• Qrings down to 44t to match bailout (in my stock cupboard, tho may go for 46T...)
  • XD-R drive (arrived)
  • barfly extension (blacked out) ready to install but cannot find a torque wrench that works with the reverse bolts of the excellent Arx stem
  • extensions for triathlon days / tri training

3T Strada Pro upgrade wishlist

  • a wheel set that is almost 30mm wide external, 21mm + internal to go 28mm with the tyres that plump up to 30 external but with a smooth transition between tyre and rim
  • torno crankset for the hills??? having done the Dzero upgrade this may not make sense, but the torno is nice!

A couple of final thoughts at this stage on the 3T Strada Pro:

I was initially having a what are they doing moment when I saw this bike came with a medium cage rather than long cage rear force 1 (medium will go up to 36t, long up to 42T rear cassette) but then saw that 3T has what maybe a better solution: a 9-32. This achieves a few things: 1) not having to listen to dinosaur roadies quip (look at that satellite dish / paella pan / other tired comment) when seeing a 42t cassette 2) it may, may, be easier to keep in tune, easier on drive train? the 42t rear on a road seems to be beyond some bike mechanics to get right, especially with q-rings, 3) its definitely lighter and possibly even a simpler solution, with both a 44T up front and only 9-32 out back, vs 50T and a 10-42T.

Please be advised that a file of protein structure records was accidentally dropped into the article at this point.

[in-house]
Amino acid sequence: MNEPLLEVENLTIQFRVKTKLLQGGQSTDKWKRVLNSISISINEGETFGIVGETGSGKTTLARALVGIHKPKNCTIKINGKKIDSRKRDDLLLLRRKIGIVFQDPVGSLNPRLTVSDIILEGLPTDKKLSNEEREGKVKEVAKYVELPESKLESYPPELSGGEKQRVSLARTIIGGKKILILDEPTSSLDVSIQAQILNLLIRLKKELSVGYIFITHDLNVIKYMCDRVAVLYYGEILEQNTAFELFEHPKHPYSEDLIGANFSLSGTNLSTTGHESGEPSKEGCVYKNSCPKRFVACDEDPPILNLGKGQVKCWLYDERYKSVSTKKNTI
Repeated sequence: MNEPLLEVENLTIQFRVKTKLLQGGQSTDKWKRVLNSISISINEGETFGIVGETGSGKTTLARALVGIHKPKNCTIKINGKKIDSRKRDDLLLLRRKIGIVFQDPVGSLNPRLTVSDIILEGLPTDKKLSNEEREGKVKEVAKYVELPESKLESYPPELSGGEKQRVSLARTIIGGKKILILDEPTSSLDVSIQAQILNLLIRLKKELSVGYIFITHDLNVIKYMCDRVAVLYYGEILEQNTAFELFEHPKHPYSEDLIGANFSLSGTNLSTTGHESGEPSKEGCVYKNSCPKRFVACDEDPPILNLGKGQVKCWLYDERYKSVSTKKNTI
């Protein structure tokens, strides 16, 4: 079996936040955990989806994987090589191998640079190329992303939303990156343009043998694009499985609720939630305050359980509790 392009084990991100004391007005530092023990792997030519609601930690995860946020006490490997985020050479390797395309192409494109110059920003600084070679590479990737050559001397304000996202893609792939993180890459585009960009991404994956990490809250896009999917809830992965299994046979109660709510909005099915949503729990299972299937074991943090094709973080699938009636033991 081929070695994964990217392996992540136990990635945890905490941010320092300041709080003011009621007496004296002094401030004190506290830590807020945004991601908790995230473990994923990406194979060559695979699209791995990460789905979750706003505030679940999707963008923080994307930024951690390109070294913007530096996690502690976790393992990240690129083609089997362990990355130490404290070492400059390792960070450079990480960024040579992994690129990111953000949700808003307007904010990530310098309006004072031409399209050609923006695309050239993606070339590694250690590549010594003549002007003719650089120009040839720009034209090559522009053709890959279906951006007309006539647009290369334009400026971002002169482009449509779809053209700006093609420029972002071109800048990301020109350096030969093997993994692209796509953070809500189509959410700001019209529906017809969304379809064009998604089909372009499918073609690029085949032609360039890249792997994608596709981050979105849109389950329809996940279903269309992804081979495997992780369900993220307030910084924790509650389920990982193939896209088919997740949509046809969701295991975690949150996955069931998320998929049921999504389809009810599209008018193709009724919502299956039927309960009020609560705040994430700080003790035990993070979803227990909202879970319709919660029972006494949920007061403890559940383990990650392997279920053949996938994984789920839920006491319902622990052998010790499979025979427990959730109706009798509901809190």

One thing I have also noticed as well is that the wire-thin seat stays combined with super rigid rest of frame create a slightly different rebound rate of the flex from what I am used to, and it can lead to going slightly wide on certain roads. Coming from mountain bikes I get that, but pure roadies may not realise this, specially if they are like a lot of my riding friends who go "yes I know there is overwhelming evidence that I need to run my 25c tyres at a lower pressure but I just cannot help myself and am at 100 PSI" lol. You know who you are. I cannot wait to try a wider tyre / rim combo that the bike was designed for and dial in the tyre pressure.